Sports Betting in Florida Comes to an Immediate Halt

Sports Betting in Florida Comes to an Immediate Halt

There are a few major states that will change the sports betting industry forever because of their size. New York and California headline this list, and these two areas are followed by Florida. Florida has the potential to be one of the largest mobile sports wagering states in the nation.

Florida recently launched mobile betting, but it has already come crashing down. The mobile app, which was run by the Seminole Tribe, was quickly shut down because it violated the Indian Gaming Regulatory Act.

The Seminole Tribe has squeezed out other sports betting operators, and this has caused a backlash. Many people are out to takedown the Seminole Tribe’s gaming powers in Florida, and this is the first step.

Mobile Sports Betting Halted

On Monday, a United States district judge brought an end to mobile sports betting in Florida. The mobile betting app violated the Indian Gaming Regulatory Act under the new tribal compact in the state.

The compact does not allow for gaming off tribal land, and opponents of the app have been very forward when it comes to this belief. However, this does not mean mobile sports betting will not return to the state.

Judge Dabney Friedrich wrote in her opinion that mobile sports betting could be authorized in Florida through different means. This could potentially open the door to outside operators like FanDuel, DraftKings, and Caesars. She wrote;

“The State and the Tribe may agree to a new compact … that allows online gaming solely on Indian lands. Because the most recent compact is no longer in effect, continuing to offer online sports betting would violate federal law. Alternatively, Florida citizens may authorize such betting across their state through a citizens’ initiative.”

Hard Rock Sportsbook: The Rise and Fall

The Seminole Tribe surprisingly launched Hard Rock Sportsbook on November 1. The news erupted throughout the legal betting industry for the reason the mobile app was ultimately shut down. It was believed that the Seminole Tribe was breaking federal law by launching a mobile sportsbook.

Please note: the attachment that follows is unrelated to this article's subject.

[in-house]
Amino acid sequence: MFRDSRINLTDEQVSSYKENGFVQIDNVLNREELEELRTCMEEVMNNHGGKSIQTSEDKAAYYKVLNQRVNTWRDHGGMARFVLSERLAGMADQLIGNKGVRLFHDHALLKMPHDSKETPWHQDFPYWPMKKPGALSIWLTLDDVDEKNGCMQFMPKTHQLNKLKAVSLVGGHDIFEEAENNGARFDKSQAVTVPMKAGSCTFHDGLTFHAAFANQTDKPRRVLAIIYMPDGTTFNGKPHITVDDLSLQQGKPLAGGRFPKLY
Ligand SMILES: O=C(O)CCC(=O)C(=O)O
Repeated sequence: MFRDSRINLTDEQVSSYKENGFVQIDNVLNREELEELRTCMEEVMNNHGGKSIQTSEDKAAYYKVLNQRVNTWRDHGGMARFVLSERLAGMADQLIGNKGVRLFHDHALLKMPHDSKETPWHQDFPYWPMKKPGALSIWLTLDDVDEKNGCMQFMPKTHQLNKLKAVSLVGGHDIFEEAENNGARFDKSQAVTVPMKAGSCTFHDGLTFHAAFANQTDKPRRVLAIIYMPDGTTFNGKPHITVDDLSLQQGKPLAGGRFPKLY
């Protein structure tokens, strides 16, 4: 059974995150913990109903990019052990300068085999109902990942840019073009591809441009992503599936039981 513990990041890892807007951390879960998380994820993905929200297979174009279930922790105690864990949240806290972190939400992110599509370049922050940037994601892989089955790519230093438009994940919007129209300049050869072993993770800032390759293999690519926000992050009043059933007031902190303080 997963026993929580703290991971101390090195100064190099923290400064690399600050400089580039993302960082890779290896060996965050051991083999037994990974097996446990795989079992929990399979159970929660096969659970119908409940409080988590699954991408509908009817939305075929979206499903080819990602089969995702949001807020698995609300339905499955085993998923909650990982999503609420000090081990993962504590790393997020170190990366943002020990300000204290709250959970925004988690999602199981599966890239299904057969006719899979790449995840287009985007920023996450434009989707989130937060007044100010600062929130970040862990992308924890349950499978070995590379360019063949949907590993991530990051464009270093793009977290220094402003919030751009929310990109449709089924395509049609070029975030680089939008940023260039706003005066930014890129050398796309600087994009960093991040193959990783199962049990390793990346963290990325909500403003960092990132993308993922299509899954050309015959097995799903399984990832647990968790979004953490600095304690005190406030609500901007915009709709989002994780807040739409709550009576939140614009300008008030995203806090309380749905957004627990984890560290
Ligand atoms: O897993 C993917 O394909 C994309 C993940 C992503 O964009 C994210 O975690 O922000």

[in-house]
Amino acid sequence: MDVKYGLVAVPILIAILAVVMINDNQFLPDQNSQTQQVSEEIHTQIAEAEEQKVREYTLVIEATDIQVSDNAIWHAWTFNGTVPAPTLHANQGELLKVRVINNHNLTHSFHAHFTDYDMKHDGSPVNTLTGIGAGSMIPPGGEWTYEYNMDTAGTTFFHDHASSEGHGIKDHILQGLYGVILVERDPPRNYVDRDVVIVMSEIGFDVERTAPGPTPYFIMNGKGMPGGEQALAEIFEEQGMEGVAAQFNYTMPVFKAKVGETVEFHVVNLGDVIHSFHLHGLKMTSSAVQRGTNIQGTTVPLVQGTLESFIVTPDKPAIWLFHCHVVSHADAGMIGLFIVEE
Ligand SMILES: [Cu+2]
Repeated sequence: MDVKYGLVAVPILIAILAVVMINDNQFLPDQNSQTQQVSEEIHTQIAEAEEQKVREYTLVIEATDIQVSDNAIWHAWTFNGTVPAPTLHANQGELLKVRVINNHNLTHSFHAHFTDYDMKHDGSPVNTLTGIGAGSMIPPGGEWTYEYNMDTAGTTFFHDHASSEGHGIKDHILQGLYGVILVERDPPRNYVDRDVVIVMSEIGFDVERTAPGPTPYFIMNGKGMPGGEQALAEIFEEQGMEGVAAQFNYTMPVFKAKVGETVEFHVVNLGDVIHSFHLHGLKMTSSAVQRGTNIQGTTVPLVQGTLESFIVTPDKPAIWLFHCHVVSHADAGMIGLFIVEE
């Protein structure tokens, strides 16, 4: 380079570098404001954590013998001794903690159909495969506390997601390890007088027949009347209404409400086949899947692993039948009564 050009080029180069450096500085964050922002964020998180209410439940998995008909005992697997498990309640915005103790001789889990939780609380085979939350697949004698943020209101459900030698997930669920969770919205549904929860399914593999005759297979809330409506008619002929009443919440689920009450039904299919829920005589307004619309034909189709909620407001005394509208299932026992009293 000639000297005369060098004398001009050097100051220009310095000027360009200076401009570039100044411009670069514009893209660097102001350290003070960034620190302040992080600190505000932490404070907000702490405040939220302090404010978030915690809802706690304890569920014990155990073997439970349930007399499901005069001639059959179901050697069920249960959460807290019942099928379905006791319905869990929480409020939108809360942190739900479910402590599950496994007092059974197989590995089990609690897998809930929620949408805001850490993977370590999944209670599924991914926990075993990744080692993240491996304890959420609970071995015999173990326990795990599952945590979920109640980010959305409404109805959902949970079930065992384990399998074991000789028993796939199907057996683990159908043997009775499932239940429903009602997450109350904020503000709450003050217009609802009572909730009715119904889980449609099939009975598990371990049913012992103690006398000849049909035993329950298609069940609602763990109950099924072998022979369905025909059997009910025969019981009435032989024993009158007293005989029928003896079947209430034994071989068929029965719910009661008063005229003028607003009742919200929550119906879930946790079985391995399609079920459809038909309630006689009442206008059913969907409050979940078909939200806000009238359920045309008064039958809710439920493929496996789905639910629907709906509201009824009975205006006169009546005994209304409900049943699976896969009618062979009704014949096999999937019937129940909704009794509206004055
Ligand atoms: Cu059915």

This turned out to be the case in the Sunshine State. The end of the mobile sportsbook could not have come at a worse time with Thanksgiving football on the horizon. There were a pair of lawsuits in play when the book was launched.

The tribe thought they found a way around the lawsuits by keeping the servers on tribal land. Even though people were betting off tribal land, the wagers were still being generated on the property.

However, this argument has been made by tribes throughout the United States, and the legal system has ruled it the same way. The primary lawsuit was raised by Florida’s West Flager Associates, who served the Department of the Interior over the compact.

The company owns and operates the Magic City Casino, and they sued because the compact cut them out of legal sports betting. Legal wagering is big business in the United States, and conglomerates were very angry with the Florida compact because it gave the tribe a gaming monopoly.

The other lawsuit states that the compact is illegal because it expanded gaming in the state without a vote amongst residents. There is a rule that Florida requires a 60% voter approval for any gaming expansions, and this was not attempted with the latest legislation.

Many special interest groups have gotten involved in Florida sports betting. The Florida Political Action Committee is fighting for a constitutional amendment to authorize sports wagering at professional sports venues in the state.

The committee has been given $10 million by FanDuel and DraftKings for their legal battles. This would be a small investment for the operators if Florida sports betting expanded. A lot of uncertainty is brewing in the Sunshine State for betting.